Yael's Achtung, Die Kurve!
When my S.O and I started dating we always teased each other about who’s better at ‘Achtung, Die Kurve!’. It’s a 2D local co-op flash game in which you draw a line behind you and mustn’t collide with the lines or the walls. There are also some power-ups that add spice to the game. It’s as fun as it is simple. Anyway, flash reached its end of life on January 1st, 2021, mostly due to security risks, so we couldn’t play and prove who’s better.
Several months ago a friend of a friend informed me of BlueMaxima’s Flashpoint, a webgame preservation project. It contains over 100,000 games. I needed only one.
Since then we have been playing regularly. Sometimes I win, sometimes she does.
Recently I was looking for a little gift for her when an idea arose - what if she had a version of Achtung in which she always wins?
In BlueMaxima’s Flashpoint local directory I found Achtungs
.swf file [Adobe Flash file format]. I opened it up in a hex editor to edit the names to something funny and get a quick win, but I couldn’t find any strings from the game.
To get the original files from the
.swf I used an online SWF Decompiler. The results were peculiar:
MochiCrypt is used to protect Flash games from decompilation. It is a
.swf itself, and when it loads it decrypts the original game file and loads it. I could probably dump the original
.swf from memory, but there was no need for that. MochiCryptUnpacker decrypts and dumps the original game file for you ^_^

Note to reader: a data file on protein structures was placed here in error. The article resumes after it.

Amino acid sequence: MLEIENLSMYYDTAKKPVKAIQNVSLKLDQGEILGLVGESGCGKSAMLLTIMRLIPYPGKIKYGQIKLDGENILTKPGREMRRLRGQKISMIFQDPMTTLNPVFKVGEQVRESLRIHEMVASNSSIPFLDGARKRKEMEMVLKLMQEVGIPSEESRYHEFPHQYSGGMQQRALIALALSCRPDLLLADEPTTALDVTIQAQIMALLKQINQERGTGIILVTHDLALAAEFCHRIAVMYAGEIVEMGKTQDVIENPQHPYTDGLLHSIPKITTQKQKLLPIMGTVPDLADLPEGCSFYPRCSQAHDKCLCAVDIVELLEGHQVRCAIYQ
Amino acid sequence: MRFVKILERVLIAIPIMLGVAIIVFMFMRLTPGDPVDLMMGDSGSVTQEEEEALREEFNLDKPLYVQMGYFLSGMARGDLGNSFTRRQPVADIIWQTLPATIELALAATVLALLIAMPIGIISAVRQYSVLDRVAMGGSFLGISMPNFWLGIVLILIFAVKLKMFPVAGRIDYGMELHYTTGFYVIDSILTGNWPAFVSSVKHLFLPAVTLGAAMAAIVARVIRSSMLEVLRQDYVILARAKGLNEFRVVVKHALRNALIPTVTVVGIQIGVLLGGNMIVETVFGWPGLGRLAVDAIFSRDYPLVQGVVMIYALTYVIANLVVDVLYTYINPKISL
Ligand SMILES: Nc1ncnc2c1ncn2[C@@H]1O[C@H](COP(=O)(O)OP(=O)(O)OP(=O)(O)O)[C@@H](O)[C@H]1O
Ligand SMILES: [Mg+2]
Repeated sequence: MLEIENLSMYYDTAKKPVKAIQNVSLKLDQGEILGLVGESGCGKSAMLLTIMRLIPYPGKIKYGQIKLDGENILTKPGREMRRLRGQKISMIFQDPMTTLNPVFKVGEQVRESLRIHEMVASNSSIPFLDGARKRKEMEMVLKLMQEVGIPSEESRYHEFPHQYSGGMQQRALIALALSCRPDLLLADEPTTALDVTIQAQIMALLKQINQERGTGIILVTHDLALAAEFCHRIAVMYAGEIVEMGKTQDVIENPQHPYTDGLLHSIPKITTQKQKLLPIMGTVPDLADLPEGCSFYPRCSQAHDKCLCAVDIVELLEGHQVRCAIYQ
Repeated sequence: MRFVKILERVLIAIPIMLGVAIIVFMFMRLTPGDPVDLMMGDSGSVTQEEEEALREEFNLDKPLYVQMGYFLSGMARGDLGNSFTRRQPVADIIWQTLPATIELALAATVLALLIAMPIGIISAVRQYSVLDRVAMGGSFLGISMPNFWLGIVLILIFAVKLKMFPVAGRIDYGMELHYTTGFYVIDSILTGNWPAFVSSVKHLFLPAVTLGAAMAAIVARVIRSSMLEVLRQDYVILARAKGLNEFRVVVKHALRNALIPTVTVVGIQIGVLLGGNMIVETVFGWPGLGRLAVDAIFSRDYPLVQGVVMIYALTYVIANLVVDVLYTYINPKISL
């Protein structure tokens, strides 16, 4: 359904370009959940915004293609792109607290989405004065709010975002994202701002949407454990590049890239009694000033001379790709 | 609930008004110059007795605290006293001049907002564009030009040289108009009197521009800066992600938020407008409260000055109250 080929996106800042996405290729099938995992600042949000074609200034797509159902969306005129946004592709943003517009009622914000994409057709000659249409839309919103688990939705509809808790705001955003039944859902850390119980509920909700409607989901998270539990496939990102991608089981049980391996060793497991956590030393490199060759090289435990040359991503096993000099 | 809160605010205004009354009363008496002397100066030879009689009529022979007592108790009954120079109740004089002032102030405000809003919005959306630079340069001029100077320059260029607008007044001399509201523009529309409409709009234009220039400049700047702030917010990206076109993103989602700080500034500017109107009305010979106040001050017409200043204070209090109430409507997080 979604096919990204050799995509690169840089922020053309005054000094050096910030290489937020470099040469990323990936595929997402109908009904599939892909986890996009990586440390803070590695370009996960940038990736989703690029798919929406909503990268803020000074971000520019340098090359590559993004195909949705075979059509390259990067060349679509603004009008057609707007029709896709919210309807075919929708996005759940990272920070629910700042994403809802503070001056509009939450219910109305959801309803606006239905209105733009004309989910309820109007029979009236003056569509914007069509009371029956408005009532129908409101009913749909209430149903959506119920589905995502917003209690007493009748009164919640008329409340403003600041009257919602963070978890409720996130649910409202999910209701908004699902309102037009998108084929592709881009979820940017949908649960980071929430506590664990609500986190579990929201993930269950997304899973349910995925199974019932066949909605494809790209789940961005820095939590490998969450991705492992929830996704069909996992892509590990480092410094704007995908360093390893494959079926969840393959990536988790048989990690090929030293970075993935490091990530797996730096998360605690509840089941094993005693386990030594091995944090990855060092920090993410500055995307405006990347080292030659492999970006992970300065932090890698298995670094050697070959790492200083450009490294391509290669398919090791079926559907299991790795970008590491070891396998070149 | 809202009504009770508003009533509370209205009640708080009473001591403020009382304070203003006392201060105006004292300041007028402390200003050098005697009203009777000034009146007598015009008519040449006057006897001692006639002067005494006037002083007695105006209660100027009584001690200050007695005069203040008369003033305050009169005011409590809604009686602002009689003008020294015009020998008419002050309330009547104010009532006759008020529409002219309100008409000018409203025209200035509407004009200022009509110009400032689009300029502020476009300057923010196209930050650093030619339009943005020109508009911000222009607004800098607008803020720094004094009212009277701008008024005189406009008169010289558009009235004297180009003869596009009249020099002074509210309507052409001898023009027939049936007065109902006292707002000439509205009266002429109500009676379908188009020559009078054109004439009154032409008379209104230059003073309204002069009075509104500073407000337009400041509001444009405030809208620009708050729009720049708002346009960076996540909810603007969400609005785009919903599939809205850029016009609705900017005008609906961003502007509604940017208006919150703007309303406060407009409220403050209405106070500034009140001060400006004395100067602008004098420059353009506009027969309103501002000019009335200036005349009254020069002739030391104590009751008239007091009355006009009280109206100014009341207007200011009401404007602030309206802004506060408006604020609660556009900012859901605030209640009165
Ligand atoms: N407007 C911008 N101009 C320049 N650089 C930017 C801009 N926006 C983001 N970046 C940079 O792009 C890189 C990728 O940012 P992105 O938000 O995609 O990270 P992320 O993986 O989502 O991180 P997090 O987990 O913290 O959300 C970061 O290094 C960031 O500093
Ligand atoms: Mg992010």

The online SWF Decompiler didn’t dump the scripts from the game file so I moved to JPEXS, and it’s great. It even has a “Search SWFs in memory” that could dump the original game file from the encrypted one instead of MochiCryptUnpacker.
The scripts directory contains all the ActionScript files. When opening a script two windows appear - the ActionScript code on the left and an intermediate representation called P-Code on the right.
After quickly changing the player names I finally got to the fun part. A reminder: my goal is to make Yael’s character invincible. I settled for an elegant way to do so - find the code that handles losing and don’t call it if you are the right player. This means wrapping that piece of code with an
if statement checking the player’s name. To find this part I dumped the scripts and searched through them with VSCode.
When a new player is added he is assigned an event listener that calls
handleMove every time he moves.
handleMove checks if the player is not in a “hole” state [in which he doesn’t have a presence on the canvas for a short period]. If so, he draws him on the canvas with
field.addBody. If there is another player or wall in that location this function returns
handleHit is called. This is the function I don’t want to call when the player is Yael.
Instead of configuring whatever that was so I could edit the ActionScript I decided to edit the P-Code directly. This is the first time I came across any of these languages, but luckily JPEXS’s interface has parallel highlighting and some explanation of every P-Code instruction. Here is the code after the edit:
Lines 36-39 are the
if statement presented on the left.
local2 is the player who moved. If it’s Yael she will continue without getting hit.
It worked （￣︶￣）↓
Her player is still fully functional, powerups work all the same. There is one side effect. Her player can go freely off the game borders and even travel next to the scoreboard (¬‿¬)